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  • Katie Lange

What Countertop Material is Right For You?

Replacing countertops on existing cabinets can be trans-formative, both visually and functionally. When our clients come in for an estimate, they typically want the rundown of the popular countertop materials. Some common questions we hear are: "Is Granite high maintenance?" - "Which countertop material is the most durable?" - "Do I have to have a seam in my countertop" - or simply "Which countertop material is the best?" Not surprisingly, it's not an easy question to answer, but we will be discussing the benefits and disadvantages of the most popular countertop materials on the market today - all of which we offer to our clients.



Popular Brands: Cambria, Zodiaq, Silestone, Caesarstone, MSI

Quartz is our current best-selling countertop material. Many of our clients know that they want it when they walk in the door. Made from a high percentage of ground Quartz and small amounts of fillers and colorants, Quartz combines the beauty of Natural Stone with the durability of a man-made material. The material can have greater overhangs without support, is highly resistant to scratches or staining, and is non-porous. High shine finishes are most common, but most brands offer Matte finishes for a more contemporary style. Quartz patterns can mimic natural materials like Marble, Granite, Soapstone, or Concrete - or can be vibrantly colored with a modern appeal. Slab sizes are quite large, limiting the need for seams. When seams are unavoidable, they are typically less noticeable than Granite or Marble - due to how uniform the slabs are. Most Quartz colors are more expensive than Granite/Corian. There are many style and color options available, but they are not one-of-a-kind. You might visit a neighbor's house and find that you have the exact same countertop.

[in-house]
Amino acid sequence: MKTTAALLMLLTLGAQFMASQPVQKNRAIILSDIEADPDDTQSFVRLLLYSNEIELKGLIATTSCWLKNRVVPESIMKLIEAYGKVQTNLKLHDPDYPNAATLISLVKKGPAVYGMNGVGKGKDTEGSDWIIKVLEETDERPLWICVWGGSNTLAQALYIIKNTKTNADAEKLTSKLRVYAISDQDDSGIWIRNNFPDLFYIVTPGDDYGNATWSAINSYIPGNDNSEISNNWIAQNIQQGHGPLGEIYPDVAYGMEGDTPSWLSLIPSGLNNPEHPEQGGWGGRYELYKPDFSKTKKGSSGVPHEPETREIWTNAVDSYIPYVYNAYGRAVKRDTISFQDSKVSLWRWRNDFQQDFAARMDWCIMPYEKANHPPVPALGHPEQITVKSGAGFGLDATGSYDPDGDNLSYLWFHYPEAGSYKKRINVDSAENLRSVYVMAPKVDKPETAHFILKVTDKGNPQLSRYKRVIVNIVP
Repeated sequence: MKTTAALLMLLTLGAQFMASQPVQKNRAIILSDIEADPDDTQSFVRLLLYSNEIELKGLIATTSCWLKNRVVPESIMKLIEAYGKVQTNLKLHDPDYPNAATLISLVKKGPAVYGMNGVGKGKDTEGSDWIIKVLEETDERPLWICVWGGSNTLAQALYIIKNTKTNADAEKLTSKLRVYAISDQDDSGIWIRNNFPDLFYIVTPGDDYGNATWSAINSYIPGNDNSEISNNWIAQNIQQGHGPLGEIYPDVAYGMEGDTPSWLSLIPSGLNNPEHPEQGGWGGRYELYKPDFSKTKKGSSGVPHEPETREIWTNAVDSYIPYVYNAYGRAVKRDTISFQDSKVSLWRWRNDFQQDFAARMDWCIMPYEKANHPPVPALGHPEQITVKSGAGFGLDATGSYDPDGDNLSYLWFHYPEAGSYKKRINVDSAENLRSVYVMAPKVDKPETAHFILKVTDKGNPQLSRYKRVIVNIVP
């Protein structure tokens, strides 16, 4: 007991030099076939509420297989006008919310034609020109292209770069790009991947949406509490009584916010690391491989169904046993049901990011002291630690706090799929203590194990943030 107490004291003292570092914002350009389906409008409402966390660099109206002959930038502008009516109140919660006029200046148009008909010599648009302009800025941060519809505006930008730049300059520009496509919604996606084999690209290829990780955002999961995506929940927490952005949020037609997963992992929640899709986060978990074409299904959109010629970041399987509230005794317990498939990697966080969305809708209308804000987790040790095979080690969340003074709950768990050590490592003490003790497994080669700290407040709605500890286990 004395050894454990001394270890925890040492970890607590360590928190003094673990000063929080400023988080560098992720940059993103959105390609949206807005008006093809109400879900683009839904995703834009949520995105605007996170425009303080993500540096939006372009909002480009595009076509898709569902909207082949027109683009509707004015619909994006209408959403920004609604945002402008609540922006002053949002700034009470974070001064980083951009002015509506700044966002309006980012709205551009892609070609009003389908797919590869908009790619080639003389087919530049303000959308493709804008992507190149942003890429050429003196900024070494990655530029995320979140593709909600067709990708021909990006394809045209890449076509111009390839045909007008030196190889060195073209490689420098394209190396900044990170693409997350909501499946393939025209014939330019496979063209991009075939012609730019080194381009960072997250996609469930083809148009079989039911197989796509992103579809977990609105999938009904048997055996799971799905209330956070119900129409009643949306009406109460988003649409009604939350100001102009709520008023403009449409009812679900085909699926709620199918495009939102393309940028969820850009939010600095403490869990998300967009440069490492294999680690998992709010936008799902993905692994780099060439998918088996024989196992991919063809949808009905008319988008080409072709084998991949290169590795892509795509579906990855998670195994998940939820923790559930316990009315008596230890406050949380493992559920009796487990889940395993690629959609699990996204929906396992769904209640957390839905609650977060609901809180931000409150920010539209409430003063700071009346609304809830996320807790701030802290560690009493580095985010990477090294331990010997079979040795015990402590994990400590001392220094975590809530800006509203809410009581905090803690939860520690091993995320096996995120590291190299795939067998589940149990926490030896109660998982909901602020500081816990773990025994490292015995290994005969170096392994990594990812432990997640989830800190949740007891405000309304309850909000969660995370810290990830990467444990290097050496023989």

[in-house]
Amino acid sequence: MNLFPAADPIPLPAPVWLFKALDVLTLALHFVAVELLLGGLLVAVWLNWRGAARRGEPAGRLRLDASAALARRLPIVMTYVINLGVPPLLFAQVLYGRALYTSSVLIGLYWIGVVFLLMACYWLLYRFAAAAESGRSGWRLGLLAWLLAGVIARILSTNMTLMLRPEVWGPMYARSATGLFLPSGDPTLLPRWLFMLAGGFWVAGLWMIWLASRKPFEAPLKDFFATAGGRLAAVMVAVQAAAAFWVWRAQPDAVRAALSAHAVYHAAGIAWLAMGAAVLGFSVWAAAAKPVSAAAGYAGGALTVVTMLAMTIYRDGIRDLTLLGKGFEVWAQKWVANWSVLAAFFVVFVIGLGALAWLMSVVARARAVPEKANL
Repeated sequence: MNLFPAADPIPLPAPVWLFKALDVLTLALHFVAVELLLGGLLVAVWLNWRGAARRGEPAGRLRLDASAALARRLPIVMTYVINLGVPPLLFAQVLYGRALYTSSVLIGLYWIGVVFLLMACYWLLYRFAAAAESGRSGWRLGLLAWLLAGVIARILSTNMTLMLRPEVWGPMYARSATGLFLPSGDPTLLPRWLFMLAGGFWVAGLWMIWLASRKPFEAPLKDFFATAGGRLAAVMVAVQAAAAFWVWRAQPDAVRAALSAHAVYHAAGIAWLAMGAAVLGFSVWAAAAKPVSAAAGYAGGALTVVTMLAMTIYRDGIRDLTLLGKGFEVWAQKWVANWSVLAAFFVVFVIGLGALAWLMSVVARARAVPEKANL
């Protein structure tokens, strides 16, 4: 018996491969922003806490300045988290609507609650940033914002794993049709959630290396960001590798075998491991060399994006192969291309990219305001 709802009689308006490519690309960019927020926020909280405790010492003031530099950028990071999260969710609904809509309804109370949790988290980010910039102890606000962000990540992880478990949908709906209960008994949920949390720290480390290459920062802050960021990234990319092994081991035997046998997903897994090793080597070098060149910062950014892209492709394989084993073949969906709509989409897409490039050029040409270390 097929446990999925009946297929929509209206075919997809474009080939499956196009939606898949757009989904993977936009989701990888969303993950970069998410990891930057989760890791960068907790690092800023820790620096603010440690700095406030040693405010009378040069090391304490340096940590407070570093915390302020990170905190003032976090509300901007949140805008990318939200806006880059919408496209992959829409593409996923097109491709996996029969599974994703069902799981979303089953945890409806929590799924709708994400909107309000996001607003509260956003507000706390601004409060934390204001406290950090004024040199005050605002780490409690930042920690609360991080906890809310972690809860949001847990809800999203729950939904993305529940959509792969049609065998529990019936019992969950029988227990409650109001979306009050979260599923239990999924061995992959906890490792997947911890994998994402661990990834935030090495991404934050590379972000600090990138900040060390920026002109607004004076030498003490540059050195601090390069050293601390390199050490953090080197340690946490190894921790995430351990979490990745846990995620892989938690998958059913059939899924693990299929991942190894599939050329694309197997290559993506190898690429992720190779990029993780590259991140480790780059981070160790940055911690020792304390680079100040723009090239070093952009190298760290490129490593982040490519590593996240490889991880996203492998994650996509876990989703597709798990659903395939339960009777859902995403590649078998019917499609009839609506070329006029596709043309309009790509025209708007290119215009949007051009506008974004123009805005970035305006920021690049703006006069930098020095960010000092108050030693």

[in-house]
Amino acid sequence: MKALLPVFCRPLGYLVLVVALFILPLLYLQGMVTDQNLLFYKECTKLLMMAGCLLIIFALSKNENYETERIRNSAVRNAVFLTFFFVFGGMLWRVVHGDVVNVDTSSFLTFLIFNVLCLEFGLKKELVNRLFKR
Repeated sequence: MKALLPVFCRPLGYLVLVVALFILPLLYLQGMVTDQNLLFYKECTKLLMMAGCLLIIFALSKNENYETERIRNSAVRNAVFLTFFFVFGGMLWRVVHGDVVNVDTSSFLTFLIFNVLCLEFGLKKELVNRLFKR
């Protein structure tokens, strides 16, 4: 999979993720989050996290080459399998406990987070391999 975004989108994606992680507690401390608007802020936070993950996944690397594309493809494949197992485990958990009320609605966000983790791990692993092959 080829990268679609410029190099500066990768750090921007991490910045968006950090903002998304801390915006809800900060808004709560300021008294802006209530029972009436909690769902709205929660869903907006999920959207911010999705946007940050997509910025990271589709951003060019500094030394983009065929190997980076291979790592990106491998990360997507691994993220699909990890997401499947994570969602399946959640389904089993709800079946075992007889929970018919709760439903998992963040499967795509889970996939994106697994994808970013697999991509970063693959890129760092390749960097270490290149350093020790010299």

Quartz Pro's:

  • Low Maintenance (non-porous, hygienic, stain resistant, no yearly sealing)

  • Beautiful (stunning color options for all style preferences, large uniform slabs)

  • Durable (safe unsupported overhangs, chip-resistant, manufacturer warranties)

Quartz Con's:

  • $$$ Expensive (higher average price than Granite/Corian)

  • Not for Outdoor Use (with full sun exposure, the colors will fade)

  • Uniform (some people prefer a more unique/natural look)



Granite is natural stone mined from mountains into slabs. Because of the natural qualities of stone, you can expect there to be irregularities in the color, texture, and size of the slabs. Our clients who love natural stone appreciate the unique appearance and feeling of the material, and perceive those qualities as benefits and not disadvantages. Lighter colors tend to be more porous and fragile, and are prone to stains and rough textures. Some materials come in slab sizes comparable to Quartz, but others run small - increasing the likelihood of requiring seams. When there are seams, they tend to be rougher and more noticeable than Quartz. You can get the stone polished (shiny), leathered (matte textured), or matte - depending on the color. Granite pricing is on a spectrum, and if you shop smart you can find stunning pieces available in the lowest price group.

Granite Pro's:

  • Beautiful (stunning appearance that is difficult to copy, unique)

  • Relatively Durable (scratch resistant, relatively heat resistant, some colors are stain resistant)

  • $$ Mid-Range Pricing (lots of options available in the lowest price group)

Granite Con's:

  • Higher Maintenance (requires yearly sealing to maintain stain resistance)

  • Inconsistent (thickness, color, texture of material varies)

  • More Fragile than Quartz (more prone to chips, cracks, staining)